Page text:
In this view, the Bible isnít a collection of moral stories, rules or doctrines, but one story. As a Indian Hindu scholar once said:
I canít understand why you missionaries present the Bible to us...as a book
of religion. It is not a book of religion...we have plenty of books of religion
....We donít need any more! I find in your Bible a unique interpretation of
universal history, the history of the whole creation and the history of the
human race. And therefore a unique interpretation of the human person as a
responsible actor in history...
Thinking of the Bible as a grand story or drama, we might divide it into five acts. If Act 1 is about Godís creation, Act 2 is the story of how humans turned away from God. Act 3 is the story of Godís people Israel, chosen to be bearers of blessing to a rebellious world. Act 4 is the story of Jesus, who succeeds where Israel failed. And Act 5 is the story of the church witnessing to the world of how God through Jesus redeems the world and will bring in the new creation.
Though I said earlier that we should consider the Bible as a book about God, I need to refine that point, because the Bible isnít primarily interested in giving us insider information about God; itís not a book about divine metaphysics. What the Bible does focus on is how and why God interacts with us; it focuses on Godís purposes, plans and mission to change us, and the world. Rather than conveying moral, religious, or doctrinal information, the Bible, says Tom Wright, is the story of Godís powerful love let loose in the world, first through Israel, then Ďthrough Jesus and the Spirit and aimed at the healing and renewal of all creationí. This is what the Apostle Paul gets at in II Timothy 3. Scripture, he says, is inspired by God, not chiefly as history, literature,† primitive science, or timeless philosophy. Scripture was inspired, he writes to Timothy, Ďto instruct you for salvation through faith in Christ Jesusí.
I find this approach to the Bible as story helpful. First, looking at the Bible as the story of Godís mission sheds light on the Old Testament. Looked at through a missional lens, the Old Testament begins with mission. Godís command in† Genesis 1 that we fill the earth and subdue it, is actually God delegating responsibility to us for creation. But the bleak narrative of Genesis 3-11 that follows, reveals how humans resist that responsibility. So in Genesis 12, God starts again, calls Abraham, blesses him and his family, so that they can share Godís blessing to the nations. The rest of the Old Testament is largely an account of Israelís failure to do that. Yet God wonít give up, and so sends his Son. In other words, understanding the Bible as the story of Godís mission in the world helps connect the Old Testament to the New.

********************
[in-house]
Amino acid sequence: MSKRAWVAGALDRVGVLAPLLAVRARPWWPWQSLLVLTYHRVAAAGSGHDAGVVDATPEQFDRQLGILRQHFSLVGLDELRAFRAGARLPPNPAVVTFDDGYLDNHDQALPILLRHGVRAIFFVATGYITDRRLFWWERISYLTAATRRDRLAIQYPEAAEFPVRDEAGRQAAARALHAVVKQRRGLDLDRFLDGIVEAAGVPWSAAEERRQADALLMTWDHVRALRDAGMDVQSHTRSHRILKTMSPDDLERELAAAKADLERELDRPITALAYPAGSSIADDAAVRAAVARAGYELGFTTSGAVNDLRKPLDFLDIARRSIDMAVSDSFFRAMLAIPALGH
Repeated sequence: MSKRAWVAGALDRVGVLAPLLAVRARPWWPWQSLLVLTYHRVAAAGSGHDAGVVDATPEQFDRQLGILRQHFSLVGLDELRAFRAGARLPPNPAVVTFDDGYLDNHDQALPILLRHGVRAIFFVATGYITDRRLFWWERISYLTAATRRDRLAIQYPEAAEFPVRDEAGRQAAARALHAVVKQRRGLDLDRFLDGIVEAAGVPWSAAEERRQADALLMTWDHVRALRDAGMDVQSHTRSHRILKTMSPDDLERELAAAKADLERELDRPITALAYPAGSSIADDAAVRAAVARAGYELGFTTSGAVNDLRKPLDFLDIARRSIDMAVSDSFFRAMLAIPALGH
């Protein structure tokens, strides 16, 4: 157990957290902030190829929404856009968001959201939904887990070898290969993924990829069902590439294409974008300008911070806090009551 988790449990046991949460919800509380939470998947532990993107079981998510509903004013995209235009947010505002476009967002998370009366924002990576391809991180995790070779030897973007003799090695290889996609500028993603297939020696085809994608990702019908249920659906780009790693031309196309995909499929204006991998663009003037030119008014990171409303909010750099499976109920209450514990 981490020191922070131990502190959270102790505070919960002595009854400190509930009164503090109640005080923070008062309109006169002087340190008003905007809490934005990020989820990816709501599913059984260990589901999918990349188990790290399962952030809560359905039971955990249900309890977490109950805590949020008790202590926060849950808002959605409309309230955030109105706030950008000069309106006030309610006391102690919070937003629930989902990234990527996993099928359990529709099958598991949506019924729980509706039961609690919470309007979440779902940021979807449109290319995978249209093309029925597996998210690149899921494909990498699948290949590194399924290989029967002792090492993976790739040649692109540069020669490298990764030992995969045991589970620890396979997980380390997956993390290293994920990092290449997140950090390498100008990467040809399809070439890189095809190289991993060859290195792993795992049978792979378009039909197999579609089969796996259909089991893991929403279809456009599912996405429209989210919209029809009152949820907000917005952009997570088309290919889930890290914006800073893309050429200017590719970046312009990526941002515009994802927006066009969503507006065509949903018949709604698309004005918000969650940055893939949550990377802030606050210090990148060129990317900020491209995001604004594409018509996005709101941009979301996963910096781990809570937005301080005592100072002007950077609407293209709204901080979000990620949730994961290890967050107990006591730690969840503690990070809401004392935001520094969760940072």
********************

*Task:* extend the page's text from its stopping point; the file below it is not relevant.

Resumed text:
Reading the Bible as the story of Godís mission also helps me face the shocking bits of Scripture. I refer to those Bible stories that portray cheating and slavery, rape and murder, and every wickedness ever invented. What are they doing in Scripture if Scripture is considered a collection of morally-improving tales? An embarrassment! But what if Scripture is instead a messy narrative of how life really is, reflective of the sinfulness which God is determined to confront and heal? It means that we can read Scripture for what it is, a mixed bag of human arrogance and divine forbearance, human evil and divine grace. This way, we can admit without embarrassment that thereís much in Scripture† weíre canít emulate nor were ever meant to emulate.
Again, reading Scripture as the story of Godís mission helps clarify what Christians are supposed to be doing, and how the Bible can help us do it. I return to Tom Wright once more. Imagine, he says, that a lost Shakespeare play is discovered. Although the play originally had five Acts, only the first four Acts are found, and a fraction of the fifth. The unfinished play is then given to a company of actors who are asked to work out the rest of Act 5 for themselves. How would they do that, asks Wright. By immersing themselves in Shakespeareís text up until Act 5, paying great attention to his plot and purpose, allowing them to shape the conclusion the actors will improvise.
That, says Wright, is where Christians are at when it comes to the Bible. The Bible is the story of Godís mission to the world, a drama in five Acts...the story of creation, the story of the fall into sin, the story of Israel, the climactic story of Jesus, and the story of the churchís witness to the ends of the earth. But Act 5 is incomplete, and we Christians are invited to be Ďthe actorsí who will improvise its ending; that is, witness to Jesus in the world until he returns and redemption is complete. To that end, we faithfully use Scripture as a guide for our Ďperformanceí. Itís the script to which we pay attention so that we deeply understand Godís plan and purpose.
I donít pretend that one sermon of mine on the Bible will remove your reluctance to read it or transform your interpretation of it. But stay tuned, and keep reading.